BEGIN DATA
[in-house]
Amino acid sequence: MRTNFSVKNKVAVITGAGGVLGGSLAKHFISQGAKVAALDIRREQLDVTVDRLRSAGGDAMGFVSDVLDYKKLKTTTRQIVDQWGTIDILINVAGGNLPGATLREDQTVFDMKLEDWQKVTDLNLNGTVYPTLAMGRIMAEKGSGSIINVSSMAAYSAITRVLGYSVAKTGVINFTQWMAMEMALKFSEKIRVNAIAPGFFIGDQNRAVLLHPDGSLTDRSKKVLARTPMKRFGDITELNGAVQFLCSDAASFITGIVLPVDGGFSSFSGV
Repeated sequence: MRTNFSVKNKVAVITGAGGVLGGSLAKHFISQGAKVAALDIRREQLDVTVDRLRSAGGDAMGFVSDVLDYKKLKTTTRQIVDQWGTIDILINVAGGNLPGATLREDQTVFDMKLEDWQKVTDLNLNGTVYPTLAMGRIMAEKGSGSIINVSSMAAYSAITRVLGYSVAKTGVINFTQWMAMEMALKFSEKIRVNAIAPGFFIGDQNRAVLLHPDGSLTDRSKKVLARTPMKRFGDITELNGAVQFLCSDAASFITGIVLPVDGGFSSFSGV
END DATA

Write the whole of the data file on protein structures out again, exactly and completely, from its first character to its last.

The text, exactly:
[in-house]
Amino acid sequence: MRTNFSVKNKVAVITGAGGVLGGSLAKHFISQGAKVAALDIRREQLDVTVDRLRSAGGDAMGFVSDVLDYKKLKTTTRQIVDQWGTIDILINVAGGNLPGATLREDQTVFDMKLEDWQKVTDLNLNGTVYPTLAMGRIMAEKGSGSIINVSSMAAYSAITRVLGYSVAKTGVINFTQWMAMEMALKFSEKIRVNAIAPGFFIGDQNRAVLLHPDGSLTDRSKKVLARTPMKRFGDITELNGAVQFLCSDAASFITGIVLPVDGGFSSFSGV
Repeated sequence: MRTNFSVKNKVAVITGAGGVLGGSLAKHFISQGAKVAALDIRREQLDVTVDRLRSAGGDAMGFVSDVLDYKKLKTTTRQIVDQWGTIDILINVAGGNLPGATLREDQTVFDMKLEDWQKVTDLNLNGTVYPTLAMGRIMAEKGSGSIINVSSMAAYSAITRVLGYSVAKTGVINFTQWMAMEMALKFSEKIRVNAIAPGFFIGDQNRAVLLHPDGSLTDRSKKVLARTPMKRFGDITELNGAVQFLCSDAASFITGIVLPVDGGFSSFSGV